Haredi Jewish men, Rabbis and Orthodox men wear black formal Homburg hats (black felt hats with a larger brim). Younger Orthodox men wear them during holidays and special occasions.
A shtreimel is a fur hat Hasidic (ultra orthodox) Jewish men wear after they are married. These hats are custom made and covered in real fur. The shtreimel is also worn on special holidays. Because the hat is made of real fur, the cost of these hats can range from $1,000.00 to $5,000.00 (USD). The bride’s father is responsible for purchasing a shtreimel for the groom. These hats can also represent their country of origin (Eastern Europe).
Most of the men wear kippots (skull caps). In America they are known as yamakas. It was amazing to see the different varieties these come in. I never knew they could be stylish until I visited Israel. I didn’t see anyone wearing a sports logo on their heads.
Some men have white strings hanging off the sides of their waist. This is called a tzitzit (pronounced sit-sit). The tzitzit is worn as a reminder of the commandments in the Torah. Orthodox and Hasidic Jewish men wear white shirts, black pants and coats. The black clothing has several symbolic meanings, I have been told. Wearing black helps keep priorities straight without the worry of what to wear. I was also told it’s very formal to wear black and therefore it is worn during special holidays and occasions.
The long curls on the sides of guy’s heads really got my attention. These sidecurls are called Payot. The Torah states, “Do not round off [the hair] at the edges of your heads.” Orthodox Jewish men and boys wear their hair this way. Depending on the Jewish group a man is from, the length and style varies. I’ve been told that some of the men get their curls done in a salon for special occasions!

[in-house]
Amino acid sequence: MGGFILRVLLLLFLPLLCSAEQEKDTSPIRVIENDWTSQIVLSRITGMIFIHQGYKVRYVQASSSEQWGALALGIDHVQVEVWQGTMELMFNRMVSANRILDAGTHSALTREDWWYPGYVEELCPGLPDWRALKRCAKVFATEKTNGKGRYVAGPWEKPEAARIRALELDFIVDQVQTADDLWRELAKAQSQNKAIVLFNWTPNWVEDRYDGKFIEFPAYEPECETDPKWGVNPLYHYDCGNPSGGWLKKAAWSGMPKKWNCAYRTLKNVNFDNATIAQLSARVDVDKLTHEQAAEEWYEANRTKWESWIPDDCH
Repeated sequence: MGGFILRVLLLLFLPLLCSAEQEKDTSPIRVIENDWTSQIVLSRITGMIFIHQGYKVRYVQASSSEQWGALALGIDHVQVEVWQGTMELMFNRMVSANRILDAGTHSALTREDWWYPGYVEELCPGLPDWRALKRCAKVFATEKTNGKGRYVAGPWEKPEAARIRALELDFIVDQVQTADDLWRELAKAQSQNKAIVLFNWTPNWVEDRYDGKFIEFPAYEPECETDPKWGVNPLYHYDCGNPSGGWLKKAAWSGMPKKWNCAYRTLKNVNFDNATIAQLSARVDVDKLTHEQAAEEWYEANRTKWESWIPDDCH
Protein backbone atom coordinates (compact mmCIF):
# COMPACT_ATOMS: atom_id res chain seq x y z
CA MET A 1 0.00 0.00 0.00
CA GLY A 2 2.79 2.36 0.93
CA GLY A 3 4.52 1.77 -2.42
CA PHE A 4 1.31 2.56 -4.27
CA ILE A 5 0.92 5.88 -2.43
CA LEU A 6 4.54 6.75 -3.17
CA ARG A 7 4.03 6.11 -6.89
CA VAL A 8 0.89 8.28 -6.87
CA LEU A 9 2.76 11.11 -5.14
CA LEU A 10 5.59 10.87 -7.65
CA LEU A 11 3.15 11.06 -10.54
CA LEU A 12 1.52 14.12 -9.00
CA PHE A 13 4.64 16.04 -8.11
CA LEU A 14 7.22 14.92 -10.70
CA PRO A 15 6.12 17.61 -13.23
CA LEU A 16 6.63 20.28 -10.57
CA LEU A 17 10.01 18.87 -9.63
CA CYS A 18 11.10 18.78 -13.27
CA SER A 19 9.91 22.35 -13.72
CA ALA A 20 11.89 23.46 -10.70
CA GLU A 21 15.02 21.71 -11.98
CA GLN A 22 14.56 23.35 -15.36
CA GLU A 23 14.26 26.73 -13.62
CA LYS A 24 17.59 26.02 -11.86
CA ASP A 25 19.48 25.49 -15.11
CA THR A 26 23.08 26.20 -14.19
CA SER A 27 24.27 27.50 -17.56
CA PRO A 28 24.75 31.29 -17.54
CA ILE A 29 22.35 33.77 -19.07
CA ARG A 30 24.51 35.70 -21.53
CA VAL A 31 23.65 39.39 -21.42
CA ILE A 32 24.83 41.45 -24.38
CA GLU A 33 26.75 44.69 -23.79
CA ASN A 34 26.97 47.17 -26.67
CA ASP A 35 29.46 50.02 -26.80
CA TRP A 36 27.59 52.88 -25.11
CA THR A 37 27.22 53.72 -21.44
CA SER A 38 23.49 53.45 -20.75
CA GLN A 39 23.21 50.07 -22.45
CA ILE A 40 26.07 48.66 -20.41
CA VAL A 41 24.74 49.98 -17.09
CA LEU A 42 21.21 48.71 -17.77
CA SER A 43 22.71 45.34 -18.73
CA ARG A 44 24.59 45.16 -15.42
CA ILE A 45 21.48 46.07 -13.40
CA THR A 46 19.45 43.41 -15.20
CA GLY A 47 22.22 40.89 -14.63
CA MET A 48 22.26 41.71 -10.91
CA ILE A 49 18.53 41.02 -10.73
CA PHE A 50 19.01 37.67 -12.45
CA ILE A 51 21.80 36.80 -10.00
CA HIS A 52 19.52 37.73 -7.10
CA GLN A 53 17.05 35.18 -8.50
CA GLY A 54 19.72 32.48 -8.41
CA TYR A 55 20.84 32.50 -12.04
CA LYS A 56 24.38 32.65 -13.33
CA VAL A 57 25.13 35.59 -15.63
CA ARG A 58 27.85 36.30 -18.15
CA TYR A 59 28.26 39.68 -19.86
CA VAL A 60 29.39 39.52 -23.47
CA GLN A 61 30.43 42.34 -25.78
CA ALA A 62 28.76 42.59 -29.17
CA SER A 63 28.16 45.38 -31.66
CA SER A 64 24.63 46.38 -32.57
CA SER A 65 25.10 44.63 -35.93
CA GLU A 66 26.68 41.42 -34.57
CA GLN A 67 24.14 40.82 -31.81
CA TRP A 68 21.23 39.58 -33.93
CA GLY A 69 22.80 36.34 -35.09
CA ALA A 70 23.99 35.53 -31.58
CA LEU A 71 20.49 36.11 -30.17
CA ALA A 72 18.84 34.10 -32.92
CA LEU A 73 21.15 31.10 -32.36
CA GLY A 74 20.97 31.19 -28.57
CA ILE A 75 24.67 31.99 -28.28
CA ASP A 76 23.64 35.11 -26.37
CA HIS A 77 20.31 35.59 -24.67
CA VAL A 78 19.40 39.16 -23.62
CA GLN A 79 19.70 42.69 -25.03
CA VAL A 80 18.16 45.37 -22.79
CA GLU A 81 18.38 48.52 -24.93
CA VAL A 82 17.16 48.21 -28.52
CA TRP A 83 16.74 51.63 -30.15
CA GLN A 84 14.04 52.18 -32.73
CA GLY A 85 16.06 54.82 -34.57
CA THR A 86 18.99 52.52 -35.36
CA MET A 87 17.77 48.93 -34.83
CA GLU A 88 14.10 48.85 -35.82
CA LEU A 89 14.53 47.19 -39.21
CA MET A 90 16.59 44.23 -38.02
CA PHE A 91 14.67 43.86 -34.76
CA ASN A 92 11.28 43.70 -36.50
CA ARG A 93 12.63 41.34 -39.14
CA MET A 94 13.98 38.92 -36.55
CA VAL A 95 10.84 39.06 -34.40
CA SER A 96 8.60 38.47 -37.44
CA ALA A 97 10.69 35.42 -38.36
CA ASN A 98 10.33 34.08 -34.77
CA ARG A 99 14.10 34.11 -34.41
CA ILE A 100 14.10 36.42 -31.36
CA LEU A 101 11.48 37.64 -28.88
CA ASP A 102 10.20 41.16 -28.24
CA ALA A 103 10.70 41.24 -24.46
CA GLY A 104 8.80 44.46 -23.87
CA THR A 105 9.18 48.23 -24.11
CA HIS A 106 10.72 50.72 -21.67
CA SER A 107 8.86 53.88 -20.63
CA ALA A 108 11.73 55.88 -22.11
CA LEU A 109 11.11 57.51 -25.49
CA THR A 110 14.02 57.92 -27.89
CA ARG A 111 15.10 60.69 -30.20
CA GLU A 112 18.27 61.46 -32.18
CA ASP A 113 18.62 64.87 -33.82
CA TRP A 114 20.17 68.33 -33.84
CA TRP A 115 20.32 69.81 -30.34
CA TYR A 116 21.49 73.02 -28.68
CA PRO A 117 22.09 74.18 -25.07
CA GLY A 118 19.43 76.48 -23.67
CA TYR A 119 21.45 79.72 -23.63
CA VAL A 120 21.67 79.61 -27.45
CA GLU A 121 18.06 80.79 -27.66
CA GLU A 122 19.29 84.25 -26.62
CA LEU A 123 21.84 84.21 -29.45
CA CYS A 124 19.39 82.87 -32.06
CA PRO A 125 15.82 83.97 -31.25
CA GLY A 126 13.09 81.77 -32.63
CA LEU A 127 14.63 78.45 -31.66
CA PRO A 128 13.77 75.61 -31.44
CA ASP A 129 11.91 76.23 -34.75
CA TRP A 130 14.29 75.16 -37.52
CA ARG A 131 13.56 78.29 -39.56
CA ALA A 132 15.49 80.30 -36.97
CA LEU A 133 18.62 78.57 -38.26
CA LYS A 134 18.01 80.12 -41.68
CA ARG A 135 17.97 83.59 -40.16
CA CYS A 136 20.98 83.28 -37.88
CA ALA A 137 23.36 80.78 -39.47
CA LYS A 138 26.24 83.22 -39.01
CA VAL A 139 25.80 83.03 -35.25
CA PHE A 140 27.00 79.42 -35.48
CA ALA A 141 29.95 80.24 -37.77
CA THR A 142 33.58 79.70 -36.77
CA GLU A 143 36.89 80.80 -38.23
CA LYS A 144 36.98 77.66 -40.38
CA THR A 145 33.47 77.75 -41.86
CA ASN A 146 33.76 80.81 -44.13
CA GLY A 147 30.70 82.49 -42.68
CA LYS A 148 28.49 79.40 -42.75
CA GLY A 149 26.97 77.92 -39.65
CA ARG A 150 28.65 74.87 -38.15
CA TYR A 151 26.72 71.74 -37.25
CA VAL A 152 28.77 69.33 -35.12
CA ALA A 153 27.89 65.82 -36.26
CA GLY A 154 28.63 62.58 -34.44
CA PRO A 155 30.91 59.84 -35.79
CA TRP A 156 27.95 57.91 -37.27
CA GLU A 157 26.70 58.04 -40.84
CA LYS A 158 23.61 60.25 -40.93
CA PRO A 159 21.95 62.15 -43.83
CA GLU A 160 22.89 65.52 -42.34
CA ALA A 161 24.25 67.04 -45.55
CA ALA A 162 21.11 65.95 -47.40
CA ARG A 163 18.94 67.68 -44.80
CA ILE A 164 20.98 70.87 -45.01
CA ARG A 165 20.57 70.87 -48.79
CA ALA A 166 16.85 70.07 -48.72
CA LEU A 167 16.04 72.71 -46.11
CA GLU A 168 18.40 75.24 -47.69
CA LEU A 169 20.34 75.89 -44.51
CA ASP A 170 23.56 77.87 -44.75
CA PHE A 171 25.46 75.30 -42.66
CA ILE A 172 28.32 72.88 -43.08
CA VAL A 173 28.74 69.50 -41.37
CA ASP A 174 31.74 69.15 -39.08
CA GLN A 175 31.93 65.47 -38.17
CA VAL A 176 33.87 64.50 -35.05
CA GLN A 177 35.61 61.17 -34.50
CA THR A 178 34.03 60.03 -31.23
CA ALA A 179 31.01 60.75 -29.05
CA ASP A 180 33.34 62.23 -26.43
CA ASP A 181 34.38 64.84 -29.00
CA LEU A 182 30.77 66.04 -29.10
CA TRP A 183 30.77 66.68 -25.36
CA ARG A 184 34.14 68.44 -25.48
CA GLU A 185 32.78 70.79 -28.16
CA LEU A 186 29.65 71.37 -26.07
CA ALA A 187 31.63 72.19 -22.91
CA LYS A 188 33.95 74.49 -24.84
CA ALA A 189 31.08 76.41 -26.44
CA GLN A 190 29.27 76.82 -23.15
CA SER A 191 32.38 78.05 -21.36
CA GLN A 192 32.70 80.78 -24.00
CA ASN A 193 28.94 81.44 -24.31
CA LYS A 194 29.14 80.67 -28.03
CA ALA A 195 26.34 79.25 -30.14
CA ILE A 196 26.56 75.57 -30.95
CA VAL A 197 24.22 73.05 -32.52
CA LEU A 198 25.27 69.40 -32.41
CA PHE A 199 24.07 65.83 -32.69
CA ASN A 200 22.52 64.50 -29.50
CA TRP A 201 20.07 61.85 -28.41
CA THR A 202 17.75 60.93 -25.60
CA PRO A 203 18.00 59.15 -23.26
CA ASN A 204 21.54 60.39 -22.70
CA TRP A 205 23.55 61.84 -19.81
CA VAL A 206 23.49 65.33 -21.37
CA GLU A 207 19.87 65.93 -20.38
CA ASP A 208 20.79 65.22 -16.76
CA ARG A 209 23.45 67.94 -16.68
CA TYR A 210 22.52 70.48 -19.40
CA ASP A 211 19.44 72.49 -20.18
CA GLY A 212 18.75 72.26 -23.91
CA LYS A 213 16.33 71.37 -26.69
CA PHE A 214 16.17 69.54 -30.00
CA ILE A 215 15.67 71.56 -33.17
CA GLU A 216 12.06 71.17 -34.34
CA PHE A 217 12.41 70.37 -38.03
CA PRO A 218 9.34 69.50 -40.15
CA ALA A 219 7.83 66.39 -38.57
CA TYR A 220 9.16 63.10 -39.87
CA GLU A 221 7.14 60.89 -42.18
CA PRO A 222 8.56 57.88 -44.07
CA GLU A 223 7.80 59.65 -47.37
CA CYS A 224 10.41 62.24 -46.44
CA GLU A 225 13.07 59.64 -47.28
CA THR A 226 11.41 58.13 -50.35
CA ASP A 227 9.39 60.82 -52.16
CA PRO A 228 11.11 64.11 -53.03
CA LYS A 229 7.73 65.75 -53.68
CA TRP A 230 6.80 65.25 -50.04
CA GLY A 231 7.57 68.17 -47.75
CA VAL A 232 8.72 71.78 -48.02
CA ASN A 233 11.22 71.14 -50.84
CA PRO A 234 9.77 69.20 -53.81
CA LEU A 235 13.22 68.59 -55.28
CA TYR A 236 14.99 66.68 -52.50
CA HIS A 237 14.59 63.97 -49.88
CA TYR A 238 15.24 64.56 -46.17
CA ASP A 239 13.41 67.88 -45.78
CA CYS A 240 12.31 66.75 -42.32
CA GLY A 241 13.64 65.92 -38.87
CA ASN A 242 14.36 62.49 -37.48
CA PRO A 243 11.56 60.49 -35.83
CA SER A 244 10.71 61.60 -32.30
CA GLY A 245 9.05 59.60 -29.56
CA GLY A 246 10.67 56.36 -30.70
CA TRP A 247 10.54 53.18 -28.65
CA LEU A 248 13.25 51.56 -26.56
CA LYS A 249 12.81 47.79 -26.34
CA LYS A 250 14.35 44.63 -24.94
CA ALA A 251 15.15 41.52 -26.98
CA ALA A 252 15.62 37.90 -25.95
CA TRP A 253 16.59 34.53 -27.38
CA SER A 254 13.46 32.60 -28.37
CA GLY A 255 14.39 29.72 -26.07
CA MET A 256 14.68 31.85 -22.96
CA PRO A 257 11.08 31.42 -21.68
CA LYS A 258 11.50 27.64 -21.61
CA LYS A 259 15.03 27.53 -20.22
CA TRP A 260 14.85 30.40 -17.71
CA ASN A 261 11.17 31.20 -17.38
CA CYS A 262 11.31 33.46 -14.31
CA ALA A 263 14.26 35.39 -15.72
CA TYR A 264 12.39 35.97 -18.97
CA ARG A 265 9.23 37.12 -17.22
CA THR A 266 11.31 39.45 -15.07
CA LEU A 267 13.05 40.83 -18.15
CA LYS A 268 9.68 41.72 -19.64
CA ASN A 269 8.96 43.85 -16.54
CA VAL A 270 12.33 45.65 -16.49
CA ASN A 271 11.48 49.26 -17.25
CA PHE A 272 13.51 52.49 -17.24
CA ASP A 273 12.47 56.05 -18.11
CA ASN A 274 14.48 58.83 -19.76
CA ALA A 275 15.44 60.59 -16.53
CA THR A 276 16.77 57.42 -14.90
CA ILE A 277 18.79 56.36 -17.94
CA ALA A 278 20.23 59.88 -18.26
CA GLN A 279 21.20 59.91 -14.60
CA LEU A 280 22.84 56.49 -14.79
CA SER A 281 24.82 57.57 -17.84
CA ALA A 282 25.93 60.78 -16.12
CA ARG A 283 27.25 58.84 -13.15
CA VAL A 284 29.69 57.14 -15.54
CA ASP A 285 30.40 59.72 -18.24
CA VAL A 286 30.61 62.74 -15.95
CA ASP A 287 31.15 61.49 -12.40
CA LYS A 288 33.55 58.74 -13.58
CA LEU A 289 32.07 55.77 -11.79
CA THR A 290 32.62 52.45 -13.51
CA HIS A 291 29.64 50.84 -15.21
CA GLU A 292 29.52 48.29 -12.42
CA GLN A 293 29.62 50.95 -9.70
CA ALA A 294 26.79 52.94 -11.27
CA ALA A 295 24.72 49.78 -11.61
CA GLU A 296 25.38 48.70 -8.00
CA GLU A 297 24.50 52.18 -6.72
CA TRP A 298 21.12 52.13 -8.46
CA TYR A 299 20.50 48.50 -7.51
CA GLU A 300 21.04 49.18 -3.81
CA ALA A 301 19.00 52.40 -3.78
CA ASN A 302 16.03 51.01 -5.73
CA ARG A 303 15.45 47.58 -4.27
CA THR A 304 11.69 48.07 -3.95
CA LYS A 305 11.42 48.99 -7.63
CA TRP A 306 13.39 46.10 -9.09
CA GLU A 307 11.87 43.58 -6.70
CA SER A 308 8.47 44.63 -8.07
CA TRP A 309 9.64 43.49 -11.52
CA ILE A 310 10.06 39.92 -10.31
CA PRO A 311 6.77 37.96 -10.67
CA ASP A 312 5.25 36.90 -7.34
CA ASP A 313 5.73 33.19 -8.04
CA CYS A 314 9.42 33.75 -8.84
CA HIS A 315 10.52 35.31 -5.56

Going to the Yad Vashem museum was another experience I will never forget. The name “Yad Vashem” is taken from a verse in the Book of Isaiah. The name of the museum pays tribute to the names of Jewish victims who have no one to carry their name after death.
“Even unto them will I give in my house and within my walls a place and a name better than of sons and of daughters: I will give them an everlasting name, that shall not be cut off” Isaiah 56:5
Yad Vashem is a world Holocaust remembrance center. The museum sits on Mount Herzl and is surrounded by the serenity of trees and open landscape. Around the museum, a tree has been planted for each person who ultimately risked their lives to help Jewish people hide from the Nazis during the Holocaust. A plaque is placed under each tree with the individual’s name engraved on it.
Every year more and more is added to the museum. Personal items and heirlooms that belonged to victims during the horrifc genocide are still being found throughout Europe. Inside the museum are personal items, news articles, clothing, diaries and personal accounts from survivors and deceased victims. I can’t put into words the horrors these human beings endured. Seeing the evidence and listening to stories from survivors left me hurt and disappointed in mankind. There were times I had to sit down and try to process what I had just read, heard or seen before going any further. No photos were allowed so I don’t have anything to show from the inside. I spent hours in the museum and still didn’t get to see and read everything in the detail I wanted to.
Thanks to American business magnate Sheldon Adelson, a new beautiful wing has been added on with even more information, artifacts and documents. This newest addition was designed by famous Israeli architect, Moshe Safdie. Its such a beautiful building. The triangle shape structure is built into the mountain and supports the pressure of the earth above a triangular base.